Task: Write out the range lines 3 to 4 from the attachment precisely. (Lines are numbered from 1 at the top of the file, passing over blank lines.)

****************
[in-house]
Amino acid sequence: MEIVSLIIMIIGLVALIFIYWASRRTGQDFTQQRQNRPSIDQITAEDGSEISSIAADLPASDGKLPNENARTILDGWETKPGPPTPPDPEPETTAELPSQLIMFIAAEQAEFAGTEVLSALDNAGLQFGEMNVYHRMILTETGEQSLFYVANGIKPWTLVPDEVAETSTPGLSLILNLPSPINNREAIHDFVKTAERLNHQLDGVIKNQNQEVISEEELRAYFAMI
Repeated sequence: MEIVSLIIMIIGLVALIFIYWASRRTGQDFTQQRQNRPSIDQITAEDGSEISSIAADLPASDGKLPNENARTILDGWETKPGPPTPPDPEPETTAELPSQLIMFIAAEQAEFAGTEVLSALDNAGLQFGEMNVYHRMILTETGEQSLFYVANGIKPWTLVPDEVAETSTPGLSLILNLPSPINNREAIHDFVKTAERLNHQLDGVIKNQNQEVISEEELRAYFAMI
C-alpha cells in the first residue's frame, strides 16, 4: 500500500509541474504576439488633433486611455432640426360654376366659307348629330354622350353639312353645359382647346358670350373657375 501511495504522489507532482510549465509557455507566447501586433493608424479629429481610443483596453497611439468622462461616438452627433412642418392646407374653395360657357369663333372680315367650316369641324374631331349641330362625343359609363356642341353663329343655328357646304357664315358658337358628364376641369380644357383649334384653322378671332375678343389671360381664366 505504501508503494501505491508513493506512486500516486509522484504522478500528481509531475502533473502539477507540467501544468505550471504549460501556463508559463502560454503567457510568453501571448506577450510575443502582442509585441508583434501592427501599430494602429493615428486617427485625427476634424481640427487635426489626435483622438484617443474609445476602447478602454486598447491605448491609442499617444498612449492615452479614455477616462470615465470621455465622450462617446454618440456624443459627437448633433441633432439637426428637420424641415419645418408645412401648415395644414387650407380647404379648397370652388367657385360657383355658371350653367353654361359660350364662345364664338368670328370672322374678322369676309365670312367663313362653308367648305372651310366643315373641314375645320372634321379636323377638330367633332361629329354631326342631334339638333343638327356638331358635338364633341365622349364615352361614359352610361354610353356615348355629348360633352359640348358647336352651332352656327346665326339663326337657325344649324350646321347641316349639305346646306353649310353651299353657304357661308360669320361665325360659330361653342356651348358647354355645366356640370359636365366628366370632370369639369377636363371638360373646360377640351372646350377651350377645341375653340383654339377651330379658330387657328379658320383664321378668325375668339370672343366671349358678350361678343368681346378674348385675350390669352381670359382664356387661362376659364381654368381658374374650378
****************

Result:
Repeated sequence: MEIVSLIIMIIGLVALIFIYWASRRTGQDFTQQRQNRPSIDQITAEDGSEISSIAADLPASDGKLPNENARTILDGWETKPGPPTPPDPEPETTAELPSQLIMFIAAEQAEFAGTEVLSALDNAGLQFGEMNVYHRMILTETGEQSLFYVANGIKPWTLVPDEVAETSTPGLSLILNLPSPINNREAIHDFVKTAERLNHQLDGVIKNQNQEVISEEELRAYFAMI
C-alpha cells in the first residue's frame, strides 16, 4: 500500500509541474504576439488633433486611455432640426360654376366659307348629330354622350353639312353645359382647346358670350373657375 501511495504522489507532482510549465509557455507566447501586433493608424479629429481610443483596453497611439468622462461616438452627433412642418392646407374653395360657357369663333372680315367650316369641324374631331349641330362625343359609363356642341353663329343655328357646304357664315358658337358628364376641369380644357383649334384653322378671332375678343389671360381664366 505504501508503494501505491508513493506512486500516486509522484504522478500528481509531475502533473502539477507540467501544468505550471504549460501556463508559463502560454503567457510568453501571448506577450510575443502582442509585441508583434501592427501599430494602429493615428486617427485625427476634424481640427487635426489626435483622438484617443474609445476602447478602454486598447491605448491609442499617444498612449492615452479614455477616462470615465470621455465622450462617446454618440456624443459627437448633433441633432439637426428637420424641415419645418408645412401648415395644414387650407380647404379648397370652388367657385360657383355658371350653367353654361359660350364662345364664338368670328370672322374678322369676309365670312367663313362653308367648305372651310366643315373641314375645320372634321379636323377638330367633332361629329354631326342631334339638333343638327356638331358635338364633341365622349364615352361614359352610361354610353356615348355629348360633352359640348358647336352651332352656327346665326339663326337657325344649324350646321347641316349639305346646306353649310353651299353657304357661308360669320361665325360659330361653342356651348358647354355645366356640370359636365366628366370632370369639369377636363371638360373646360377640351372646350377651350377645341375653340383654339377651330379658330387657328379658320383664321378668325375668339370672343366671349358678350361678343368681346378674348385675350390669352381670359382664356387661362376659364381654368381658374374650378